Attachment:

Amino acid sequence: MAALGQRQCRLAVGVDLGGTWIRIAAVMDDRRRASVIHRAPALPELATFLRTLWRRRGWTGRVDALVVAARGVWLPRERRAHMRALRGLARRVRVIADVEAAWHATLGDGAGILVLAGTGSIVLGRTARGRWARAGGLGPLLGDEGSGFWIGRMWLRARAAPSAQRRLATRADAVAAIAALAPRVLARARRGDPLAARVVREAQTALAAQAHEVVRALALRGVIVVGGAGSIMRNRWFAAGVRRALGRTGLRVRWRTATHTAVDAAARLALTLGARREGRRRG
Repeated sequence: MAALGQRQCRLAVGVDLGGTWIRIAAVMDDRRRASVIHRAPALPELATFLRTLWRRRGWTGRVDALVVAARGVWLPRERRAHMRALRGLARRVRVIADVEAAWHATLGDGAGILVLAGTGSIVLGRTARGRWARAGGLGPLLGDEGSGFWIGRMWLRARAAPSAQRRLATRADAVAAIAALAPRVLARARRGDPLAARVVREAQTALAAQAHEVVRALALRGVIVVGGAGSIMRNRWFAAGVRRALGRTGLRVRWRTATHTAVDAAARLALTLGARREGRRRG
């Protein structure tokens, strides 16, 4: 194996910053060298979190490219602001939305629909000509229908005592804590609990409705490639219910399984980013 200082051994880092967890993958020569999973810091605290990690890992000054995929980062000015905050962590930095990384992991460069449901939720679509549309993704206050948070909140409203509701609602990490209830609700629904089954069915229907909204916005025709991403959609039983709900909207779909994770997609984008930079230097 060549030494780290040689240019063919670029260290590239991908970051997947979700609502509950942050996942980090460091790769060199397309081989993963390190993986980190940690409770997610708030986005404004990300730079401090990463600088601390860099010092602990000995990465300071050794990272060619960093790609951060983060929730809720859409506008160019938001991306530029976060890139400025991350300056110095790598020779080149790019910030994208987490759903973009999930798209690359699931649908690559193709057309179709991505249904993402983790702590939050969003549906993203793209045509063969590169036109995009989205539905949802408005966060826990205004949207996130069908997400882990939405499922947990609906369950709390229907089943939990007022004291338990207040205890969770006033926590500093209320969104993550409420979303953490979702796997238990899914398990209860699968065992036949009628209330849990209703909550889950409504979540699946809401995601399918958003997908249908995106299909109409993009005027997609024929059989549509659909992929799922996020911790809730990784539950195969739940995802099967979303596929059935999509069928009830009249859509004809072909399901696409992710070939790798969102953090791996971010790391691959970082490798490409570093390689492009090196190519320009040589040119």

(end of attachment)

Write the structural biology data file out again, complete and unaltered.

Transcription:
Amino acid sequence: MAALGQRQCRLAVGVDLGGTWIRIAAVMDDRRRASVIHRAPALPELATFLRTLWRRRGWTGRVDALVVAARGVWLPRERRAHMRALRGLARRVRVIADVEAAWHATLGDGAGILVLAGTGSIVLGRTARGRWARAGGLGPLLGDEGSGFWIGRMWLRARAAPSAQRRLATRADAVAAIAALAPRVLARARRGDPLAARVVREAQTALAAQAHEVVRALALRGVIVVGGAGSIMRNRWFAAGVRRALGRTGLRVRWRTATHTAVDAAARLALTLGARREGRRRG
Repeated sequence: MAALGQRQCRLAVGVDLGGTWIRIAAVMDDRRRASVIHRAPALPELATFLRTLWRRRGWTGRVDALVVAARGVWLPRERRAHMRALRGLARRVRVIADVEAAWHATLGDGAGILVLAGTGSIVLGRTARGRWARAGGLGPLLGDEGSGFWIGRMWLRARAAPSAQRRLATRADAVAAIAALAPRVLARARRGDPLAARVVREAQTALAAQAHEVVRALALRGVIVVGGAGSIMRNRWFAAGVRRALGRTGLRVRWRTATHTAVDAAARLALTLGARREGRRRG
């Protein structure tokens, strides 16, 4: 194996910053060298979190490219602001939305629909000509229908005592804590609990409705490639219910399984980013 200082051994880092967890993958020569999973810091605290990690890992000054995929980062000015905050962590930095990384992991460069449901939720679509549309993704206050948070909140409203509701609602990490209830609700629904089954069915229907909204916005025709991403959609039983709900909207779909994770997609984008930079230097 060549030494780290040689240019063919670029260290590239991908970051997947979700609502509950942050996942980090460091790769060199397309081989993963390190993986980190940690409770997610708030986005404004990300730079401090990463600088601390860099010092602990000995990465300071050794990272060619960093790609951060983060929730809720859409506008160019938001991306530029976060890139400025991350300056110095790598020779080149790019910030994208987490759903973009999930798209690359699931649908690559193709057309179709991505249904993402983790702590939050969003549906993203793209045509063969590169036109995009989205539905949802408005966060826990205004949207996130069908997400882990939405499922947990609906369950709390229907089943939990007022004291338990207040205890969770006033926590500093209320969104993550409420979303953490979702796997238990899914398990209860699968065992036949009628209330849990209703909550889950409504979540699946809401995601399918958003997908249908995106299909109409993009005027997609024929059989549509659909992929799922996020911790809730990784539950195969739940995802099967979303596929059935999509069928009830009249859509004809072909399901696409992710070939790798969102953090791996971010790391691959970082490798490409570093390689492009090196190519320009040589040119």